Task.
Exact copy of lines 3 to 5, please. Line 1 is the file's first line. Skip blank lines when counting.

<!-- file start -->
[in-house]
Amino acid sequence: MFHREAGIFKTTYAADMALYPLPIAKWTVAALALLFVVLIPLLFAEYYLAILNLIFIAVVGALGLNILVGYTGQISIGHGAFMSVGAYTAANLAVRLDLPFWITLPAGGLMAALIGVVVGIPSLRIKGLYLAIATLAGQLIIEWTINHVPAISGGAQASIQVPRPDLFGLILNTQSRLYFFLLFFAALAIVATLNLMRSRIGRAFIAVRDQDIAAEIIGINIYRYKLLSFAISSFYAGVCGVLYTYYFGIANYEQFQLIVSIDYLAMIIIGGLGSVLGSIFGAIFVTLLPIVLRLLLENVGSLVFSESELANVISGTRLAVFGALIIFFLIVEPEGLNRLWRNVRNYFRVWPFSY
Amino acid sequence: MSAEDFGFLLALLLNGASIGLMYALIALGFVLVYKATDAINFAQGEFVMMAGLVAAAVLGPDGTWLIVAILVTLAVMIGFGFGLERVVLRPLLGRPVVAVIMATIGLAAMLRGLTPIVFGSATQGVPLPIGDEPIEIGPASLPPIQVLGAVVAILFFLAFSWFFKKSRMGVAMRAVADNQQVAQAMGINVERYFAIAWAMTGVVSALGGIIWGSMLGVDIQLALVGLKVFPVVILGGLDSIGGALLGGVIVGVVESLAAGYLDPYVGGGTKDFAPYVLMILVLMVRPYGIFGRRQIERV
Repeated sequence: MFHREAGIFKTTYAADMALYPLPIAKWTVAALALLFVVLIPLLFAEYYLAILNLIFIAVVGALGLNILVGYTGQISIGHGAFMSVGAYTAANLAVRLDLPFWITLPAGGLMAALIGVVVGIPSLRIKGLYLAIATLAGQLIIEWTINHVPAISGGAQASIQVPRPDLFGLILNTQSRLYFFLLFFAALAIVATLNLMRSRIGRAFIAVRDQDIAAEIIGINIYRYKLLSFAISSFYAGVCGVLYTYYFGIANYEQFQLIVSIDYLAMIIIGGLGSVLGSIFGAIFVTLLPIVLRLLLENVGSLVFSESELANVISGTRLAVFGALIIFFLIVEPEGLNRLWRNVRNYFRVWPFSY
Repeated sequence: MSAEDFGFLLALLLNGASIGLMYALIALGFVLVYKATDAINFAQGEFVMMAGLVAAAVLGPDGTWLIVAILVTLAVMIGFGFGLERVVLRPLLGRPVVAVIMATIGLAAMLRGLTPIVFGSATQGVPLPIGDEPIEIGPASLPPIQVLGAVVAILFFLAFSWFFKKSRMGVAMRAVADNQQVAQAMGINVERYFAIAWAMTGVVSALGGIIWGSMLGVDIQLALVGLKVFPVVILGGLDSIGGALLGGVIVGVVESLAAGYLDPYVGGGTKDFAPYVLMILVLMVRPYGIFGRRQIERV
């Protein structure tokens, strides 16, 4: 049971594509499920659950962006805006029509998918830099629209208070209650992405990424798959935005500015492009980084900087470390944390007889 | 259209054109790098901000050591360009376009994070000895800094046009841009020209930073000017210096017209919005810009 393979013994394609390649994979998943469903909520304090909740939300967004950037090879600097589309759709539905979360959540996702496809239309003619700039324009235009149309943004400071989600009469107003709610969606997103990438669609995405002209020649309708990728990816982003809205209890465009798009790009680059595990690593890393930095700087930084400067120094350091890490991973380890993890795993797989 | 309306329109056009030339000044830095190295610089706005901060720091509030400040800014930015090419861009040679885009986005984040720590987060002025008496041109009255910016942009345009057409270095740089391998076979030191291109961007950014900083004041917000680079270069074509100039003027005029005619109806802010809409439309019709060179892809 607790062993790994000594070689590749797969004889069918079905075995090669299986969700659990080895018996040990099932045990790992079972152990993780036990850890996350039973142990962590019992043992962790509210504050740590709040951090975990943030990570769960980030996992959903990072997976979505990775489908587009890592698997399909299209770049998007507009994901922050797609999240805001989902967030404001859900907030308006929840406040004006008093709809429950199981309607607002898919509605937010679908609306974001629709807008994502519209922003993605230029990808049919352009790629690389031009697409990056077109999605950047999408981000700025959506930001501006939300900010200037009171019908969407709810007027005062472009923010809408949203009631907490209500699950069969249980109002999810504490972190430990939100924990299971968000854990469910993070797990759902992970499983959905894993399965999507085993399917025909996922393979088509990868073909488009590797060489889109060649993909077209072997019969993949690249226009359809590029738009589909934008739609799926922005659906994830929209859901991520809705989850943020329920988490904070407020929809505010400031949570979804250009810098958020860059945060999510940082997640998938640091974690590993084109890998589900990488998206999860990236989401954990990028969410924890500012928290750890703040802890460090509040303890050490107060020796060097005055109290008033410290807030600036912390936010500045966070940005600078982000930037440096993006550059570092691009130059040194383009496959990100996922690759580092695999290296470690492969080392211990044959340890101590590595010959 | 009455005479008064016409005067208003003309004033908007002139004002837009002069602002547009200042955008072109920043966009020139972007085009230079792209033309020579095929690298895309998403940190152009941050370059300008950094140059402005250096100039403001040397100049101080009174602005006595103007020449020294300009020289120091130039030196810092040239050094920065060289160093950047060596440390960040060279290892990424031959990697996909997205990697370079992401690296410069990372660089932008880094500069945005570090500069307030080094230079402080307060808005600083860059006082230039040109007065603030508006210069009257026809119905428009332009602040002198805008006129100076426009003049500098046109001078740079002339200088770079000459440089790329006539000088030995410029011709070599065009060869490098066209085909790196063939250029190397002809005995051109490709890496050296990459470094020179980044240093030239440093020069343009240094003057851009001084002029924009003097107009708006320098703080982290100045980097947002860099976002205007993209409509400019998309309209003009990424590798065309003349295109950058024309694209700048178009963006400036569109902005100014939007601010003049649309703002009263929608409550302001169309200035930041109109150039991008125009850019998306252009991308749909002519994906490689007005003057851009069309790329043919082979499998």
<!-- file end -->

Amino acid sequence: MSAEDFGFLLALLLNGASIGLMYALIALGFVLVYKATDAINFAQGEFVMMAGLVAAAVLGPDGTWLIVAILVTLAVMIGFGFGLERVVLRPLLGRPVVAVIMATIGLAAMLRGLTPIVFGSATQGVPLPIGDEPIEIGPASLPPIQVLGAVVAILFFLAFSWFFKKSRMGVAMRAVADNQQVAQAMGINVERYFAIAWAMTGVVSALGGIIWGSMLGVDIQLALVGLKVFPVVILGGLDSIGGALLGGVIVGVVESLAAGYLDPYVGGGTKDFAPYVLMILVLMVRPYGIFGRRQIERV
Repeated sequence: MFHREAGIFKTTYAADMALYPLPIAKWTVAALALLFVVLIPLLFAEYYLAILNLIFIAVVGALGLNILVGYTGQISIGHGAFMSVGAYTAANLAVRLDLPFWITLPAGGLMAALIGVVVGIPSLRIKGLYLAIATLAGQLIIEWTINHVPAISGGAQASIQVPRPDLFGLILNTQSRLYFFLLFFAALAIVATLNLMRSRIGRAFIAVRDQDIAAEIIGINIYRYKLLSFAISSFYAGVCGVLYTYYFGIANYEQFQLIVSIDYLAMIIIGGLGSVLGSIFGAIFVTLLPIVLRLLLENVGSLVFSESELANVISGTRLAVFGALIIFFLIVEPEGLNRLWRNVRNYFRVWPFSY
Repeated sequence: MSAEDFGFLLALLLNGASIGLMYALIALGFVLVYKATDAINFAQGEFVMMAGLVAAAVLGPDGTWLIVAILVTLAVMIGFGFGLERVVLRPLLGRPVVAVIMATIGLAAMLRGLTPIVFGSATQGVPLPIGDEPIEIGPASLPPIQVLGAVVAILFFLAFSWFFKKSRMGVAMRAVADNQQVAQAMGINVERYFAIAWAMTGVVSALGGIIWGSMLGVDIQLALVGLKVFPVVILGGLDSIGGALLGGVIVGVVESLAAGYLDPYVGGGTKDFAPYVLMILVLMVRPYGIFGRRQIERV